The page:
It’s been one hell of a journey for Adam Goodes. Or ‘Goodies’, as his name was read out as by Sydney recruiters during the 1997 National Draft, where the then-long-haired, bearded 17-year-old was drafted by the Sydney Swans.
It came after slotting six goals from anywhere and everywhere in North Ballarat’s Grand Final. Ability was never something you could question of him.
He played 20 games in 1999, impressing as a versatile asset. In fact, he played well enough to win the Rising Star award.
He followed up with 95 goals over the next three years, and for his young type to not just be a member of, but a leading contributor of the Swans’ best 22, showed his ability to apply himself was another fantastic attribute of his.
And, after being left out of the leadership group in 2003, he pushed that concept further.
His resultant Brownlow Medal, earned playing through the ruck and midfield, will sit comfortably as clear recognition of that, amongst his other accolades, including his 2005 premiership medal and a second Brownlow in 2006, the former time as a midfielder and forward.
It proved his versatility and, alongside the form he maintained, his toughness, especially when you factor in that he never played less than 20 games in one season until this year, missing 6 with a torn quadriceps.
That’s a fair feat of durability and consistency, especially in a side that demands so much physically as Sydney has become renowned for.
Given that he polled nearly 20 Brownlow votes a year from 2006 to 2011, it’s something he can lay claim to more than most.
His ability to continue to perform every year, first as a ruck, then forward, then again as a ruck until developing into the tall half-forward/winger that we know today, is astounding. He’s been named in four different All-Australian positions from four overall selections as a result.
Continually performing is something that he struggled with this year, with his quadriceps letting him down, especially after his five fantastic games to start the season, in which he averaged 18 disposals and 2.4 goals per game.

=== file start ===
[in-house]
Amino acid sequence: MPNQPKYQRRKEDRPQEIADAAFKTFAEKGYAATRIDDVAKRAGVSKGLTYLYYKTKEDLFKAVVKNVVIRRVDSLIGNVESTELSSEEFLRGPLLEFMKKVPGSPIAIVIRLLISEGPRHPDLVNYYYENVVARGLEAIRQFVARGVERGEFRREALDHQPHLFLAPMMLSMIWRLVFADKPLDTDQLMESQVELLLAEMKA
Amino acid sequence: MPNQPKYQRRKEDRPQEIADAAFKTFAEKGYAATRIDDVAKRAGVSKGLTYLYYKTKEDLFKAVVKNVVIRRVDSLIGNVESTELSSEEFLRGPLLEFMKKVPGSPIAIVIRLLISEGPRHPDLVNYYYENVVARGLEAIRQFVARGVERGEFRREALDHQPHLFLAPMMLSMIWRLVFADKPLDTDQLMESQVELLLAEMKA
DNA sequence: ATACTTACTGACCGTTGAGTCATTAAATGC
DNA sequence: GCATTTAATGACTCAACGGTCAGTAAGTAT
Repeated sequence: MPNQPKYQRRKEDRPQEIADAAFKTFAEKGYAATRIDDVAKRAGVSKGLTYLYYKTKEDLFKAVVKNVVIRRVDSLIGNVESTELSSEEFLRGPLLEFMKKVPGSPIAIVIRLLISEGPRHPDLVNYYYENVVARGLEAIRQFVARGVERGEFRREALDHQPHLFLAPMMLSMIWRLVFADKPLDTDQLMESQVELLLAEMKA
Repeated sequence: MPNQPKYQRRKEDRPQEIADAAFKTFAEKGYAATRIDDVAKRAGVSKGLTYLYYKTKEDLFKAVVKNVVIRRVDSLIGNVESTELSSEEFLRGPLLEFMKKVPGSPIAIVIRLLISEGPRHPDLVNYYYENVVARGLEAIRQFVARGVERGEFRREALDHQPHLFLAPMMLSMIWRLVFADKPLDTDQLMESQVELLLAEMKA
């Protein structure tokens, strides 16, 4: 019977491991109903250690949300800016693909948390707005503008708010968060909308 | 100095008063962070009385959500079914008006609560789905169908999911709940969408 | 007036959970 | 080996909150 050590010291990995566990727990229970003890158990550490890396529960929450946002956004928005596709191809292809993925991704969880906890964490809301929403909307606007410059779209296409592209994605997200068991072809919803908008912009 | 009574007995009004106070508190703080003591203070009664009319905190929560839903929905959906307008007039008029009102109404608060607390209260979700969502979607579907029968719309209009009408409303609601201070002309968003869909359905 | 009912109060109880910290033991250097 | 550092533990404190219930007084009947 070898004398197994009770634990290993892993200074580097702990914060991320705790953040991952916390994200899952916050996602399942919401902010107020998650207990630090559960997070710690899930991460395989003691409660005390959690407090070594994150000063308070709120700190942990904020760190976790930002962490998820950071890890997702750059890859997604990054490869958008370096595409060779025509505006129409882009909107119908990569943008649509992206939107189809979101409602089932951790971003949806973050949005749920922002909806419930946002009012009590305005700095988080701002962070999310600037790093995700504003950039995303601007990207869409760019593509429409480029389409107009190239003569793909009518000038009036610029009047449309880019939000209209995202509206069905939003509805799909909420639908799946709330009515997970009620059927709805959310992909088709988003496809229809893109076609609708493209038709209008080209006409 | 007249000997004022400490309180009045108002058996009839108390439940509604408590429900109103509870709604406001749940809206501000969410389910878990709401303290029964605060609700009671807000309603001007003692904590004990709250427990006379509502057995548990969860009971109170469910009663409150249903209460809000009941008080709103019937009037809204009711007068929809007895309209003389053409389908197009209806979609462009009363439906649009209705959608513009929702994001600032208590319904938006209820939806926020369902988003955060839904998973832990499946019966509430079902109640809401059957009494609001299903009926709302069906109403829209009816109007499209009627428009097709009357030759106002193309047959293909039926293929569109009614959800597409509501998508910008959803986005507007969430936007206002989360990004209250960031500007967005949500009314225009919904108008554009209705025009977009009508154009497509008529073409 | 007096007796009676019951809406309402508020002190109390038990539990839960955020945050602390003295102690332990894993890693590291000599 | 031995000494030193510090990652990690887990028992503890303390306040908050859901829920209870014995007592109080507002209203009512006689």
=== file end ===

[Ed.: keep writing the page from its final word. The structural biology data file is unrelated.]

The form he regained wasn’t Goodes, pardon the pun, with the below-average performances outnumbering the best ones, until a trip to Etihad Stadium to take on the Western Bulldogs.
Goodes took 11 marks, kicked 4 goals and gave off three more. It was a typical Goodes performance – characteristically classy yet dangerous – and it sparked a change in form.
With 34 disposals and 4 goals all up in games against Hawthorn and Geelong, 3 goals in a half to break Adelaide’s hearts and 25 disposals in the win over Collingwood, he was back, well and truly.
His mindset of maintaining that continued through to the Grand Final, until a knee injury meant him being taken from the field in the second quarter, with the word then being that the posterior cruciate ligament in his good knee was gone.
It wasn’t to faze him, and something that by all rights was medically all but impossible became Goodes’ reality.
Something that should result in six to eight weeks on the sidelines had Goodes off the field for a mere matter of minutes.
His 14 resulting disposals, on paper, isn’t a huge impact. However, being hindered from fully competing, utilising knock-ons and tapping to advantage, he recorded another three goal assists and a simple enough task of snapping a goal to put Sydney in front in the last quarter, albeit with a knee injury.
He was no match winner, but the work that he did do was outstanding and a new level of perseverance and excellence from the 32-year-old.
It’s something that can only be admired, and it’s something that holds enough weight and enough reasoning behind it to label him as one of, if not, the best Swan of all time.